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Dialect acquisition among Puerto Rican bilinguals

Published online by Cambridge University Press:  18 December 2008

Shana Poplack*
Affiliation:
University of Pennsylvania

Extract

Sociolinguistic studies over the past ten years have demonstrated time and again how linguistic behavior changes as a person's social position changes, and how language is thus an excellent indicator of social status and social change.

Type
Research Article
Copyright
Copyright © Cambridge University Press 1978

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References

Fishman, J., Cooper, R., Ma, R. et al. (1968). Bilingualism in the Barrio. Final Report on OECD-1-7-062817. Washington D.C.: Office of Education.Google Scholar
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Labov, W., Cohen, P., Robins, C. & Lewis, J. (1968) A study of the non-standard English of Negro and Puerto Rican speakers in New York City. Report on Cooperative Research Project 3288. Philadelphia: U.S. Regional Survey.Google Scholar
Lenneberg, E. (1967). Biological foundations of language. New York: John Wiley & Sons, 1967.10.1080/21548331.1967.11707799Google Scholar
Ma, R. & Herasimchuk, E. (1968). The linguistic dimensions of a bilingual neighborhood. In Fishman, J. et al. (eds), Bilingualism in the Barrio. Washington DC: Office of Education. 349464.Google Scholar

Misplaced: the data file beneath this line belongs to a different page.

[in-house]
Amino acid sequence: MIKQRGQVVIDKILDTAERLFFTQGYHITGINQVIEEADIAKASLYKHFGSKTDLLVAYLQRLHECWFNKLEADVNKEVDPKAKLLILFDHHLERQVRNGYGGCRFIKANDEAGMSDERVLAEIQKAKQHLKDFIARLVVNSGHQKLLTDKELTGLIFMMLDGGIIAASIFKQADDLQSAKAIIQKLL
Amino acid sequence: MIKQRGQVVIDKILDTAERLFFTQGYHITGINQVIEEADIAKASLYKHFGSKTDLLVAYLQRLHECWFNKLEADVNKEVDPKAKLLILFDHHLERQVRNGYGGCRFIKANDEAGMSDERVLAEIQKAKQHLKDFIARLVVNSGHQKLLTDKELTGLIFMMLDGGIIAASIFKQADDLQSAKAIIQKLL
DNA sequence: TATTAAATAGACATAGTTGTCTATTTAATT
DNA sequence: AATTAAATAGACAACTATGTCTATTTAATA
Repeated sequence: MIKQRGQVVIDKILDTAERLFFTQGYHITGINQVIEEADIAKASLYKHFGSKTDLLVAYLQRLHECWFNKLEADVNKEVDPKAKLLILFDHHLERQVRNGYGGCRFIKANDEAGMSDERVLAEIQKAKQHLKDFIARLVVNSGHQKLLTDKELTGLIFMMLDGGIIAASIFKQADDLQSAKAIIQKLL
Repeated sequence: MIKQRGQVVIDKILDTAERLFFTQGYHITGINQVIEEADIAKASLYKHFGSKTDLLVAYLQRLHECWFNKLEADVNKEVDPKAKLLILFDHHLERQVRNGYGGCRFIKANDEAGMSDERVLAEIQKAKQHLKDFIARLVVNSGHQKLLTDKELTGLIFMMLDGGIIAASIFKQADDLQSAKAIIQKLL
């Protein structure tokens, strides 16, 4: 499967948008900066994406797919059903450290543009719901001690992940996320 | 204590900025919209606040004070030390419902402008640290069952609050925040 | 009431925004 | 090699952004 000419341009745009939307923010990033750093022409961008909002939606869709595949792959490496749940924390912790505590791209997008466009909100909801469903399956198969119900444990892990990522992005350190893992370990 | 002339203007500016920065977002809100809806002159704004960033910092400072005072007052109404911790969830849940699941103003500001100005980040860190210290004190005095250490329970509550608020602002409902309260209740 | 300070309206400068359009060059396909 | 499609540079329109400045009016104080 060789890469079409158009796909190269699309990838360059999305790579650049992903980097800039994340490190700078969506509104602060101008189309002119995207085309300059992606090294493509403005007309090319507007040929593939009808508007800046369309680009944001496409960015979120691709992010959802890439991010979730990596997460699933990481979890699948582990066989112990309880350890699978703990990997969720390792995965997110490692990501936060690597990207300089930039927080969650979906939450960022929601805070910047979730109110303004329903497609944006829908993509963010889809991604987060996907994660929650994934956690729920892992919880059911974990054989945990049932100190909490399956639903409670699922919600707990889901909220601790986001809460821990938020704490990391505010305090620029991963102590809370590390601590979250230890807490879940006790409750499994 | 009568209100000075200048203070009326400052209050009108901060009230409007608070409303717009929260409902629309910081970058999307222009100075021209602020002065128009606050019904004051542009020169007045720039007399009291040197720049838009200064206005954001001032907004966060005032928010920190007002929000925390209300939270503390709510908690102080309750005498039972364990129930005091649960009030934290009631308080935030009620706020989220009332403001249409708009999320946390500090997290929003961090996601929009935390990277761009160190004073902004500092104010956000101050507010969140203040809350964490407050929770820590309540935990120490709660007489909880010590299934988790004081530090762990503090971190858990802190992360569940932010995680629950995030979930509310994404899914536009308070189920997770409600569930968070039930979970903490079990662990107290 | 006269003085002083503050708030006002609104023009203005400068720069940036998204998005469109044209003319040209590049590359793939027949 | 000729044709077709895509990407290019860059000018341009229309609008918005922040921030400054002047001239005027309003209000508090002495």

Payne, A. (1976). The acquisition of the phonological system of a second dialect. Unpublished University of Pennsylvania Ph.D. dissertation.Google Scholar
Wolfram, W. (1971). Overlapping influence in the English of second generation Puerto Rican teenagers in Harlem. Arlington: Center for Applied Linguistics.Google Scholar
Wolfram, W. (1974). Sociolinguistic aspects of assimilation: Puerto Rican English in New York City. Arlington: Center for Applied Linguistics.Google Scholar
Trudgill, P. (1976). Sex, covert prestige, and linguistic change in the urban British English of Norwich. LinS 1. 179–95.Google Scholar
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